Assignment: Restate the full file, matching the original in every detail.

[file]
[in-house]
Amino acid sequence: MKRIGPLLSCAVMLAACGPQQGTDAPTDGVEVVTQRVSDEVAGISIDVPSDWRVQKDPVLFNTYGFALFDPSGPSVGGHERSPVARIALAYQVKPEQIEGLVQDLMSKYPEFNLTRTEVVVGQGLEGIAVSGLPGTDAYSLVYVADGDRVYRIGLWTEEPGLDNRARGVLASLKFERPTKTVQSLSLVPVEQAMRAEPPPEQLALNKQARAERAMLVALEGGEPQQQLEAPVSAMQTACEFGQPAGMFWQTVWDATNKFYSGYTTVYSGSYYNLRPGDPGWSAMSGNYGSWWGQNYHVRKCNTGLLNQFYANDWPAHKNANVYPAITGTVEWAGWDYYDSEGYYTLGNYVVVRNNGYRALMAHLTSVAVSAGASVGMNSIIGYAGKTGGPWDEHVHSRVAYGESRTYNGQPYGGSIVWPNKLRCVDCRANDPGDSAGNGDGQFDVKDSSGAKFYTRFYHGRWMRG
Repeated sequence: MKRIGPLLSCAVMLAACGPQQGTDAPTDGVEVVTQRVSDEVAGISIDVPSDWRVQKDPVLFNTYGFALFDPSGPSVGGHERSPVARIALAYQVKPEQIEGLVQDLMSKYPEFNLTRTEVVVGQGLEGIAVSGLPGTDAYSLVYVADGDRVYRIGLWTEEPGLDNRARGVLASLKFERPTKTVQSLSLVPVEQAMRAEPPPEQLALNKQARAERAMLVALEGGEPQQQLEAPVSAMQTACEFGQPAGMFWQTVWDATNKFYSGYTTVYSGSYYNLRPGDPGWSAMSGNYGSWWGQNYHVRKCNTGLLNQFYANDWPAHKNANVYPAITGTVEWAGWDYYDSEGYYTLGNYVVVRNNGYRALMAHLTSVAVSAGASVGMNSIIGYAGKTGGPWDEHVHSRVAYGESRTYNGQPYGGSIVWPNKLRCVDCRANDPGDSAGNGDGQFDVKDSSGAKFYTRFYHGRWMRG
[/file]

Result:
[in-house]
Amino acid sequence: MKRIGPLLSCAVMLAACGPQQGTDAPTDGVEVVTQRVSDEVAGISIDVPSDWRVQKDPVLFNTYGFALFDPSGPSVGGHERSPVARIALAYQVKPEQIEGLVQDLMSKYPEFNLTRTEVVVGQGLEGIAVSGLPGTDAYSLVYVADGDRVYRIGLWTEEPGLDNRARGVLASLKFERPTKTVQSLSLVPVEQAMRAEPPPEQLALNKQARAERAMLVALEGGEPQQQLEAPVSAMQTACEFGQPAGMFWQTVWDATNKFYSGYTTVYSGSYYNLRPGDPGWSAMSGNYGSWWGQNYHVRKCNTGLLNQFYANDWPAHKNANVYPAITGTVEWAGWDYYDSEGYYTLGNYVVVRNNGYRALMAHLTSVAVSAGASVGMNSIIGYAGKTGGPWDEHVHSRVAYGESRTYNGQPYGGSIVWPNKLRCVDCRANDPGDSAGNGDGQFDVKDSSGAKFYTRFYHGRWMRG
Repeated sequence: MKRIGPLLSCAVMLAACGPQQGTDAPTDGVEVVTQRVSDEVAGISIDVPSDWRVQKDPVLFNTYGFALFDPSGPSVGGHERSPVARIALAYQVKPEQIEGLVQDLMSKYPEFNLTRTEVVVGQGLEGIAVSGLPGTDAYSLVYVADGDRVYRIGLWTEEPGLDNRARGVLASLKFERPTKTVQSLSLVPVEQAMRAEPPPEQLALNKQARAERAMLVALEGGEPQQQLEAPVSAMQTACEFGQPAGMFWQTVWDATNKFYSGYTTVYSGSYYNLRPGDPGWSAMSGNYGSWWGQNYHVRKCNTGLLNQFYANDWPAHKNANVYPAITGTVEWAGWDYYDSEGYYTLGNYVVVRNNGYRALMAHLTSVAVSAGASVGMNSIIGYAGKTGGPWDEHVHSRVAYGESRTYNGQPYGGSIVWPNKLRCVDCRANDPGDSAGNGDGQFDVKDSSGAKFYTRFYHGRWMRG